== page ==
MERRIMACK — Town planners are raising concerns about the second phase of the John J. Flatley Company’s mixed-use development project along the Daniel Webster Highway.
The main issue is focused around a new road intended to connect the residential component of the the project with the retail section. The developer said last week that it is willing to build a temporary gravel roadway, but does not immediately intend to spend $1.5 million or more on a newly paved road this early in the project without having tenants lined up that may need to alter the roadway design.
“We are contemplating a substantial commercial development — a large investment,” said Chad Branon with Fieldstone Land Consultants of Milford. He said a new, 2,300 foot roadway that costs upwards of $1.5 million is an investment that might halt the project from moving forward.
Branon asked town planners to amend a previously approved conditional use permit that would allow the roadway connection to be constructed in the future — not during the second phase of construction that is about to get underway.
“We obviously need some leeway development wise,” echoed Kevin Walker with the Flatley Company.
The entire Flatley project, once complete, will convert nearly 150 acres of land next to Saint-Gobain Performance Plastics into 240 apartments, 300,000-square-feet of retail space and 120,000-square-feet of industrial space; the future retail space will require its own individual site plans and additional approval from the planning board.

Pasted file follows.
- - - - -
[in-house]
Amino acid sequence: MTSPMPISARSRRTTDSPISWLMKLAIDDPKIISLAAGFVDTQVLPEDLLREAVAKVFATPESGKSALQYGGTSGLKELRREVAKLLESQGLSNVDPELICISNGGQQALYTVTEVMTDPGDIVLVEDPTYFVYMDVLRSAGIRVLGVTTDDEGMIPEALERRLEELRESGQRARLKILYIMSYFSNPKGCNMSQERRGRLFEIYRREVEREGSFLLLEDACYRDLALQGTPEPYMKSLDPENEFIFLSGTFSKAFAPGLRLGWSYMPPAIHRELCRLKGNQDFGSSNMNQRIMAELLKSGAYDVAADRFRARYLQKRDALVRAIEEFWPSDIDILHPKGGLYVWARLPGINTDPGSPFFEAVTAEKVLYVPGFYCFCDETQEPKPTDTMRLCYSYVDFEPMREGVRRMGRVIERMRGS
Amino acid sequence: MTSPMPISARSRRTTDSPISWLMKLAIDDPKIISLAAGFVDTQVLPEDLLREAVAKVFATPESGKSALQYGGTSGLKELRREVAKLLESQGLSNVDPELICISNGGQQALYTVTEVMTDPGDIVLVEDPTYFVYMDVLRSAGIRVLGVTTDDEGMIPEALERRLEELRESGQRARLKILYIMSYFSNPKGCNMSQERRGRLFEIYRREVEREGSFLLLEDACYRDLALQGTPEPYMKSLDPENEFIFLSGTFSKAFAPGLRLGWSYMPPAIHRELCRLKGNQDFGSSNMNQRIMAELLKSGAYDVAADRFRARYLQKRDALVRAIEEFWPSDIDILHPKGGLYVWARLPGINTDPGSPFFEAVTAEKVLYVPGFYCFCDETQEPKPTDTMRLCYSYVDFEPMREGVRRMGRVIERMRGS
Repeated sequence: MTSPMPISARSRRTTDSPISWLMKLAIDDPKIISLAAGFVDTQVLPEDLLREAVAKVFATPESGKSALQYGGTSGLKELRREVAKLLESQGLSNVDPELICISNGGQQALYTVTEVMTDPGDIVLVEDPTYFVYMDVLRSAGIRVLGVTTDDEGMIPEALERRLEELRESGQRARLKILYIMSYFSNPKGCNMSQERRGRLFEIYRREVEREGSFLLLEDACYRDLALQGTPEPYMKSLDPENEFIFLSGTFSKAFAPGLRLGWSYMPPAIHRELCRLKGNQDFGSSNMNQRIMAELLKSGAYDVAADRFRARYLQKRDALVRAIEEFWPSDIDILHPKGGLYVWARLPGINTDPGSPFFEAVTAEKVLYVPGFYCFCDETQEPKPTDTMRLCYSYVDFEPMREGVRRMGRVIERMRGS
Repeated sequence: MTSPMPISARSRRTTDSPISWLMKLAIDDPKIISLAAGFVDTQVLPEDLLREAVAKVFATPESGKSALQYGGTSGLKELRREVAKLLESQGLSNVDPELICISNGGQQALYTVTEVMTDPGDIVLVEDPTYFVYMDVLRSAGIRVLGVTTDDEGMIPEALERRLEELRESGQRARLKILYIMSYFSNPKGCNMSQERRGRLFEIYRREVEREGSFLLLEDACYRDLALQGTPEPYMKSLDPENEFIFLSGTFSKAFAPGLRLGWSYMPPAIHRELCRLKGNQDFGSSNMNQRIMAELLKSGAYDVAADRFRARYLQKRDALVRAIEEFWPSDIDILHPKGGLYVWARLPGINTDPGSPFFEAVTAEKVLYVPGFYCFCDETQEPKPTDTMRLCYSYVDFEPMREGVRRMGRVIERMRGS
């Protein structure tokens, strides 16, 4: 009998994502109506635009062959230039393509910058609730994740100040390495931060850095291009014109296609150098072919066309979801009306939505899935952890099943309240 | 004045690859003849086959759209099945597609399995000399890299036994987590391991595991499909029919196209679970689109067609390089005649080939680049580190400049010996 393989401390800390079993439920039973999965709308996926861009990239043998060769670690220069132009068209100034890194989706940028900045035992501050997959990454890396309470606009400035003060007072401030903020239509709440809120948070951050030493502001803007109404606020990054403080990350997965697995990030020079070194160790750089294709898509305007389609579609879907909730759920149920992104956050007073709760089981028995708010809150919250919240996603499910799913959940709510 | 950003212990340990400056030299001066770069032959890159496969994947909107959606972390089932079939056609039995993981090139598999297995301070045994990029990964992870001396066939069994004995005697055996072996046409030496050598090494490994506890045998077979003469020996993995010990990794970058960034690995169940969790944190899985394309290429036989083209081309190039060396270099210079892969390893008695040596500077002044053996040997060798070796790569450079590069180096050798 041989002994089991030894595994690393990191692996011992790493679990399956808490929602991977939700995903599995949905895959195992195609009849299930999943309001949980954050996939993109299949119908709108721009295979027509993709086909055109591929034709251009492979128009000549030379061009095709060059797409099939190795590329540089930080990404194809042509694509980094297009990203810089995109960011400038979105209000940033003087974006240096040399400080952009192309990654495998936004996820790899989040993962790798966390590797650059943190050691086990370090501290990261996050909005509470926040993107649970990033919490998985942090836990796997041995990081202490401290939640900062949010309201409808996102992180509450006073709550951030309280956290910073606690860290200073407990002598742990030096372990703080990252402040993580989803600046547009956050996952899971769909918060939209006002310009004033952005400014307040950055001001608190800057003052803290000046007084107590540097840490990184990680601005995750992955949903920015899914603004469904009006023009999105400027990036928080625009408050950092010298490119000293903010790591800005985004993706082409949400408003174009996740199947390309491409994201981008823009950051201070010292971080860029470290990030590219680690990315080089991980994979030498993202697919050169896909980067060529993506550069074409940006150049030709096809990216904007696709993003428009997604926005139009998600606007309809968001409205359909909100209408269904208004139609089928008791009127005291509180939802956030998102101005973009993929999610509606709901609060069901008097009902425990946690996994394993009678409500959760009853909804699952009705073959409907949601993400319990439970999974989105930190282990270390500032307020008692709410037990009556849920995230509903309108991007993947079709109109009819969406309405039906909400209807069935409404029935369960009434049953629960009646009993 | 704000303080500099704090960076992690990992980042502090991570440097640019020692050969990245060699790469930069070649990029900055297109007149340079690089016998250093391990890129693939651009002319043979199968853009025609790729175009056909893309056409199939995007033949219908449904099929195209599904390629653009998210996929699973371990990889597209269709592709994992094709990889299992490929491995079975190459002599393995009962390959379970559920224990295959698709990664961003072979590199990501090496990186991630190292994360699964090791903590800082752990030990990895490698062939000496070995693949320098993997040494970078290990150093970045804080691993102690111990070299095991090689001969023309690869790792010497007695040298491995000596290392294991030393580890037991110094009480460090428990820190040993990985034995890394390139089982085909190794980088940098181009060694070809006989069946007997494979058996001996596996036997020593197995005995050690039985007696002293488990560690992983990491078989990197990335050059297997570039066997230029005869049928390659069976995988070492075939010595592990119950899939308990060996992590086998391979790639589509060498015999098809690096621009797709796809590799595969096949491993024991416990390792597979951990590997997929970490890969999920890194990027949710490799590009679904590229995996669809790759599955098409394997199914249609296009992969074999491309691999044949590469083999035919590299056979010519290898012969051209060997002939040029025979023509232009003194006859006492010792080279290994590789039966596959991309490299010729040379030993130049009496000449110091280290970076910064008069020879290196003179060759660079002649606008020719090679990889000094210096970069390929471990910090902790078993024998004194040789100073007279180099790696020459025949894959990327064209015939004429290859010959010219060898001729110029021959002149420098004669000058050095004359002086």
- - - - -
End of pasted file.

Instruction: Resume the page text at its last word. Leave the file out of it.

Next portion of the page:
Five residential buildings to accommodate 240 one- and two-bedroom garden-style rental apartments, a pool, tennis courts and clubhouse are included in the plans, although the first phase of construction includes four residential buildings. Town permits have already been granted for the first portion of the project.
Last week, the planning board asked the developer if it would be willing to construct a temporary gravel roadway to connect the four apartment buildings now under construction with the future retail space if the board allows it to construct its fifth apartment building now.
Walker obliged, however nothing formal was voted on and representatives with the Flatley Company were asked to meet with town staff and fire officials to work on the specifics of the roadway design.
A local fire official said the new roadway is necessary before the fifth apartment building is constructed in order to provide emergency crews a secondary access to the development.
“I am certainly not convinced, in the current situation, that you will ever get anybody in that big box store … I just don’t see it,” said planning board member Alastair Millns.
The conditional use permit is designed to integrate retail, commercial and residential, he said, adding that without a roadway connection, the objective of the permit is not being met.
“I am still concerned you are not going to have the integrated aspect,” agreed town councilor Tom Koenig.
The four apartment buildings are already under construction, and Walker said the retail area is now being designed.
“We are in this for the long haul,” he reassured the board.
The topic will be revisited later this month at a Jan. 22 meeting.